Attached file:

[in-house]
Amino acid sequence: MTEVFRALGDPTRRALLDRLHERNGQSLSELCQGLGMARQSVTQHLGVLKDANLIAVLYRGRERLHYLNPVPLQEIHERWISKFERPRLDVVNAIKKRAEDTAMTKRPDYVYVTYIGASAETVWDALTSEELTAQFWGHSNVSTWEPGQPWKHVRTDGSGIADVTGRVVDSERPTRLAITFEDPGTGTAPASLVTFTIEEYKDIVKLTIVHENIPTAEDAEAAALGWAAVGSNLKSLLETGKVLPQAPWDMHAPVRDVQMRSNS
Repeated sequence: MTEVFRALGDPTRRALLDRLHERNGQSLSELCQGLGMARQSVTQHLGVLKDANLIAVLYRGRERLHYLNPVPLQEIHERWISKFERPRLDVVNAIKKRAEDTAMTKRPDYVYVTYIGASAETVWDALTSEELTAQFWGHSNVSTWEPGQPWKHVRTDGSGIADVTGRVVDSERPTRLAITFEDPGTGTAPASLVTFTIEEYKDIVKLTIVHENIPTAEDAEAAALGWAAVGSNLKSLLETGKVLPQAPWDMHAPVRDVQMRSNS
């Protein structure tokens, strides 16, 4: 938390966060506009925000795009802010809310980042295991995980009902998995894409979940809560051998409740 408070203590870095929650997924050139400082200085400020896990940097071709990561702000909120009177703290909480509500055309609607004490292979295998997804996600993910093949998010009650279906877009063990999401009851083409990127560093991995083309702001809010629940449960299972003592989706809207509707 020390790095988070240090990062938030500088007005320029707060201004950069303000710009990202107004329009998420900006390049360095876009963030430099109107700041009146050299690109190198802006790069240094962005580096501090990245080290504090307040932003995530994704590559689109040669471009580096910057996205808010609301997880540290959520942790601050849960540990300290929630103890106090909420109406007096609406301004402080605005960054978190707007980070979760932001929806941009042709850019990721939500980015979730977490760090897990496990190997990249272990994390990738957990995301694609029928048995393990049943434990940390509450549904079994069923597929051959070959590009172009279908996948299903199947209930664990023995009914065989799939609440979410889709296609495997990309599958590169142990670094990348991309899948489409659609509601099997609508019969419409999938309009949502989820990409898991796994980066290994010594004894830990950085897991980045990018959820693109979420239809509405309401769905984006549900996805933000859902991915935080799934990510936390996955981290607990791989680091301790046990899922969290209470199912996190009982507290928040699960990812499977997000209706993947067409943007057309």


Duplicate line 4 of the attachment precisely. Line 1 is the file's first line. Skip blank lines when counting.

């Protein structure tokens, strides 16, 4: 938390966060506009925000795009802010809310980042295991995980009902998995894409979940809560051998409740 408070203590870095929650997924050139400082200085400020896990940097071709990561702000909120009177703290909480509500055309609607004490292979295998997804996600993910093949998010009650279906877009063990999401009851083409990127560093991995083309702001809010629940449960299972003592989706809207509707 020390790095988070240090990062938030500088007005320029707060201004950069303000710009990202107004329009998420900006390049360095876009963030430099109107700041009146050299690109190198802006790069240094962005580096501090990245080290504090307040932003995530994704590559689109040669471009580096910057996205808010609301997880540290959520942790601050849960540990300290929630103890106090909420109406007096609406301004402080605005960054978190707007980070979760932001929806941009042709850019990721939500980015979730977490760090897990496990190997990249272990994390990738957990995301694609029928048995393990049943434990940390509450549904079994069923597929051959070959590009172009279908996948299903199947209930664990023995009914065989799939609440979410889709296609495997990309599958590169142990670094990348991309899948489409659609509601099997609508019969419409999938309009949502989820990409898991796994980066290994010594004894830990950085897991980045990018959820693109979420239809509405309401769905984006549900996805933000859902991915935080799934990510936390996955981290607990791989680091301790046990899922969290209470199912996190009982507290928040699960990812499977997000209706993947067409943007057309």